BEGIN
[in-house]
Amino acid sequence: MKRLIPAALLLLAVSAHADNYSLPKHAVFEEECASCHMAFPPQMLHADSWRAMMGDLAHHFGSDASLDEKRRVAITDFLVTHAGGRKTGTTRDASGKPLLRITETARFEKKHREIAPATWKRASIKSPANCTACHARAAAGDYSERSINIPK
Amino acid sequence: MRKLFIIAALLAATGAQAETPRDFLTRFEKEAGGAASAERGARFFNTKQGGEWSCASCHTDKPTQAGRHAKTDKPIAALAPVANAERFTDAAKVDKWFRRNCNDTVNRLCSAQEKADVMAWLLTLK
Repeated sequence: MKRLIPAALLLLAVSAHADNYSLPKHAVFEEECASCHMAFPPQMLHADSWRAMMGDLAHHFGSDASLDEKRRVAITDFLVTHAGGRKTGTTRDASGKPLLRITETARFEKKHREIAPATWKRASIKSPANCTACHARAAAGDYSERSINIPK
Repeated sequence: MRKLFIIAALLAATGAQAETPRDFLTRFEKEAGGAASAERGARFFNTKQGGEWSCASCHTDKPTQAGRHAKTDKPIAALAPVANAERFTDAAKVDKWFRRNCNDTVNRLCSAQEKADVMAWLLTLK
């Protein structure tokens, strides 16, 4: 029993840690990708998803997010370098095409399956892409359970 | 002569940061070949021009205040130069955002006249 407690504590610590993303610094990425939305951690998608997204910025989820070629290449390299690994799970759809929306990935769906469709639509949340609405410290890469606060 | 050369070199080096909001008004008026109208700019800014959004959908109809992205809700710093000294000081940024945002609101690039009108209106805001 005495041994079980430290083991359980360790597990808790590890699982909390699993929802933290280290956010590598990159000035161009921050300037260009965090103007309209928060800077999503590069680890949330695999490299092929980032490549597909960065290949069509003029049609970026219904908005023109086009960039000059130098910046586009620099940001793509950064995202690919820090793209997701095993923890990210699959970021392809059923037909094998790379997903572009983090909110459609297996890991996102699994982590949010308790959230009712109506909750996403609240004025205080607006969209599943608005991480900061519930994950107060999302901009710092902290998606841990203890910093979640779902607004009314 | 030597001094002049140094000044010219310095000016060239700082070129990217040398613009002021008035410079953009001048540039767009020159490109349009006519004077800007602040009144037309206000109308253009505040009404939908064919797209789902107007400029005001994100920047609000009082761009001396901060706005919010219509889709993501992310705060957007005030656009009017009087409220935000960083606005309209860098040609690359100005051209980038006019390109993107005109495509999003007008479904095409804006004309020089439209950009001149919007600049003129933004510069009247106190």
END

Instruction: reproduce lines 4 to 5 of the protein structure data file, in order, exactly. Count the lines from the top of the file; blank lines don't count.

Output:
Repeated sequence: MKRLIPAALLLLAVSAHADNYSLPKHAVFEEECASCHMAFPPQMLHADSWRAMMGDLAHHFGSDASLDEKRRVAITDFLVTHAGGRKTGTTRDASGKPLLRITETARFEKKHREIAPATWKRASIKSPANCTACHARAAAGDYSERSINIPK
Repeated sequence: MRKLFIIAALLAATGAQAETPRDFLTRFEKEAGGAASAERGARFFNTKQGGEWSCASCHTDKPTQAGRHAKTDKPIAALAPVANAERFTDAAKVDKWFRRNCNDTVNRLCSAQEKADVMAWLLTLK